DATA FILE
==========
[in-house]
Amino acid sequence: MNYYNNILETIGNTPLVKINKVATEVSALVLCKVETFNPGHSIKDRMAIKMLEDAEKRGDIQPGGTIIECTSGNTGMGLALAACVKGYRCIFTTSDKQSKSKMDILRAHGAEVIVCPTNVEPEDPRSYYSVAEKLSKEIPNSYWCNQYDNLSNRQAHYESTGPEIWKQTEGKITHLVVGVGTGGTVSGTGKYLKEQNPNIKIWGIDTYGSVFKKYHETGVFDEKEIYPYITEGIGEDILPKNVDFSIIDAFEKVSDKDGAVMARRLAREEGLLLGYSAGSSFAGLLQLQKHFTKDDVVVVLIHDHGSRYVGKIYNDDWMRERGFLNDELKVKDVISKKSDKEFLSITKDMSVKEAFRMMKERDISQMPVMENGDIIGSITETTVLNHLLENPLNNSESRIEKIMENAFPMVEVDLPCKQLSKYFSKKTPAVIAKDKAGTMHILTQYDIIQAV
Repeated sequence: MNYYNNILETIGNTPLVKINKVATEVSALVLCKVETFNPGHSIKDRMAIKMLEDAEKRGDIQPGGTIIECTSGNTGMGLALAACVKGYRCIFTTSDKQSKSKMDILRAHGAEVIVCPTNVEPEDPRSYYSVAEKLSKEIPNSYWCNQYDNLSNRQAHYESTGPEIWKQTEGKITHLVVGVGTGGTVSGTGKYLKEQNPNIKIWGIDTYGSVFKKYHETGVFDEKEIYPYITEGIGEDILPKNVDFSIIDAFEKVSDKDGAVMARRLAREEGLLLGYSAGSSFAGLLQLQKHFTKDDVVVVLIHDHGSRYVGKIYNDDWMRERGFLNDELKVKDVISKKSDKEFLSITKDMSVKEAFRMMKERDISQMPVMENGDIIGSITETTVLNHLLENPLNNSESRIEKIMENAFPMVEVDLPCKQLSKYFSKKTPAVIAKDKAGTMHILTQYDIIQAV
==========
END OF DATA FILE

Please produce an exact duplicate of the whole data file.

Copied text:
[in-house]
Amino acid sequence: MNYYNNILETIGNTPLVKINKVATEVSALVLCKVETFNPGHSIKDRMAIKMLEDAEKRGDIQPGGTIIECTSGNTGMGLALAACVKGYRCIFTTSDKQSKSKMDILRAHGAEVIVCPTNVEPEDPRSYYSVAEKLSKEIPNSYWCNQYDNLSNRQAHYESTGPEIWKQTEGKITHLVVGVGTGGTVSGTGKYLKEQNPNIKIWGIDTYGSVFKKYHETGVFDEKEIYPYITEGIGEDILPKNVDFSIIDAFEKVSDKDGAVMARRLAREEGLLLGYSAGSSFAGLLQLQKHFTKDDVVVVLIHDHGSRYVGKIYNDDWMRERGFLNDELKVKDVISKKSDKEFLSITKDMSVKEAFRMMKERDISQMPVMENGDIIGSITETTVLNHLLENPLNNSESRIEKIMENAFPMVEVDLPCKQLSKYFSKKTPAVIAKDKAGTMHILTQYDIIQAV
Repeated sequence: MNYYNNILETIGNTPLVKINKVATEVSALVLCKVETFNPGHSIKDRMAIKMLEDAEKRGDIQPGGTIIECTSGNTGMGLALAACVKGYRCIFTTSDKQSKSKMDILRAHGAEVIVCPTNVEPEDPRSYYSVAEKLSKEIPNSYWCNQYDNLSNRQAHYESTGPEIWKQTEGKITHLVVGVGTGGTVSGTGKYLKEQNPNIKIWGIDTYGSVFKKYHETGVFDEKEIYPYITEGIGEDILPKNVDFSIIDAFEKVSDKDGAVMARRLAREEGLLLGYSAGSSFAGLLQLQKHFTKDDVVVVLIHDHGSRYVGKIYNDDWMRERGFLNDELKVKDVISKKSDKEFLSITKDMSVKEAFRMMKERDISQMPVMENGDIIGSITETTVLNHLLENPLNNSESRIEKIMENAFPMVEVDLPCKQLSKYFSKKTPAVIAKDKAGTMHILTQYDIIQAV